Practical Driving Test
The practical test lasts up to 40 minutes and will take you through a variety of roads and traffic conditions. There are no ‘daily quotas’ and if you complete the test without serious or dangerous errors and with no more than 15 minor driving errors you will pass.
There are a number of pre-determined routes. However the route may be varied by unusual congestion, road works etc. During the test you will be asked to carry out one of the following: turn the car around, reverse into an opening, or park the car in the street (or in some cases in a car park). On some tests you may be asked to stop the car suddenly under a controlled stop simulation (as in an emergency).
You will be asked to drive for 10 minutes independently. During this time you’ll be expected to follow a series of instructions or to follow directions or a combination of both.
Try to forget the examiner and you’ll feel less nervous. Remember, they’re not going to ask you to do anything out of the ordinary. All they’ll ask you to do is drive around as you would during a lesson. Drive in a thoughtful, business-like manner. Keep up with the other traffic but be careful to obey speed limits at all times. If you are unsure about a direction, immediately seek clarification. Use good observation skills and don’t let other motorists put you under pressure. If you realise you are taking the wrong road, do what is safe and continue the turn that you are indicating. A sudden change of direction without proper observation and signalling will constitute a serious fault.
The practical test costs £62.00 on a week day or £75.00 over the weekend.
The Driving Theory Test
You must pass the Theory Test before you can book the Practical Test. You cannot take the Theory Test until you are 17 years of age.
The Theory Test can be booked by phone on 0300 200 1122, or online. You will need a debit or credit card to use these methods, which also lets you to choose your test time. Alternatively to pay by cheque, application forms are available at Post Offices.
The Theory Test is not difficult given the demanding situation of Britain’s roads. It is divided into two parts - the Multiple Choice element and then the Hazard Perception element. The whole thing takes around an hour and is performed on a computer, but you do not need experience of computers. Both parts of the test are taken on the same day at the same test centre, and you must pass both together. The Hazard Perception Test (HPT) checks your ability to identify and react to ‘developing hazards’ in everyday driving situations. It comprises a series of film clips shown on the computer, and to which you have to react by clicking the mouse.
The Multiple Choice Test
The multiple choice test is taken first - you select answers by simply touching a computer screen. This touch-screen system has been carefully designed to make sure it is easy to use.
You have an opportunity to work through a practice session lasting up to 15 minutes to get used to the system before starting the actual test.
Only one question appears on the screen at a time. You can move backwards and forwards through the questions. Answer the questions you find easy first then go back to review the harder ones. You can change your mind and alter answers before you ‘close’ the test.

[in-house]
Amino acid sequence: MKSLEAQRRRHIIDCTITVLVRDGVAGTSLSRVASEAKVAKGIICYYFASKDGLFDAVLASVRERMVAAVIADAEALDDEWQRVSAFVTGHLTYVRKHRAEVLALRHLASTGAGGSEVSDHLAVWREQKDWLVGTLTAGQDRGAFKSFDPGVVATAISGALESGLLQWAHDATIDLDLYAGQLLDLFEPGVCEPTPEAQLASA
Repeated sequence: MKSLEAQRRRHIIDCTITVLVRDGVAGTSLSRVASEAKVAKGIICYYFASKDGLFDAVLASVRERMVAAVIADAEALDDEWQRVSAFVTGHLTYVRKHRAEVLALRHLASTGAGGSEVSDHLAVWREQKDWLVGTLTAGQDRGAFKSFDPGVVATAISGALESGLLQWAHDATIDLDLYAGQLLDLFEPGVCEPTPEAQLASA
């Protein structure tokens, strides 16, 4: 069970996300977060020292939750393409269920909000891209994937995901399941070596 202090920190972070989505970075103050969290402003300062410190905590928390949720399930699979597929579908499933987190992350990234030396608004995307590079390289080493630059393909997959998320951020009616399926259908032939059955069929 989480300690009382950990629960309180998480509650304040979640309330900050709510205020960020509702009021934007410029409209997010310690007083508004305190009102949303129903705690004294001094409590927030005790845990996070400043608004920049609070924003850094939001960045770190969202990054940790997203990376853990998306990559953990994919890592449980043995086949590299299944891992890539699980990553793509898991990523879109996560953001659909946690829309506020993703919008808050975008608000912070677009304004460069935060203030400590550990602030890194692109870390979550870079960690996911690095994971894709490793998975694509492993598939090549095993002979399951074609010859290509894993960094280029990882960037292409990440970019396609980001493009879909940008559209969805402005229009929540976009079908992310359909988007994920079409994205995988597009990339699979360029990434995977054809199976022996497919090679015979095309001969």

You have to answer 50 questions and you currently need to answer 43 questions correctly to pass this element of the theory test.
The Hazard Perception Test
The Hazard Perception Test is taken after the Multiple Choice Test and takes approximately 15 minutes to complete.
What does hazard perception mean? Hazard perception means the ability and skill to identify potentially dangerous situations as they arise. As a motorist, you do this by scanning the area ahead and anticipating developing situations. The test is designed to identify if you spot these ‘Developing Hazards’.
A Developing Hazard is something which causes you to change speed or direction.
The Hazard Perception Test consists of 14 one minute video clips, filmed from a car. Each clip contains one or two developing hazards which the candidate has to identify. Candidates are asked to imagine they are driving the car and indicate (by clicking the mouse) as soon as they see a hazard which may require them to take action. Marks are based on the candidate's responses (mouse clicks) to the hazards.
The sooner a hazard is detected the higher the score.
Only developing hazards are scored – but responses made to other hazards will not lose points.
If you randomly click in the hope of hitting the right moments the system will disqualify you for that clip.
It is important to click once when you think the hazard is developing and again once or twice afterwards so that if the first click was too soon, the second one will register.
If you think there is a second hazard soon after, then click at that one too (the first may have been a non-developing one, or there may be two scoring hazards in the clip).
You will be given your results for both the Multiple Choice Test and the Hazard Perception Test before you leave the test centre. If you fail the Theory Test then you have to wait three clear working days before you can take it again.
The theory test costs £23. You will not be refunded if you fail.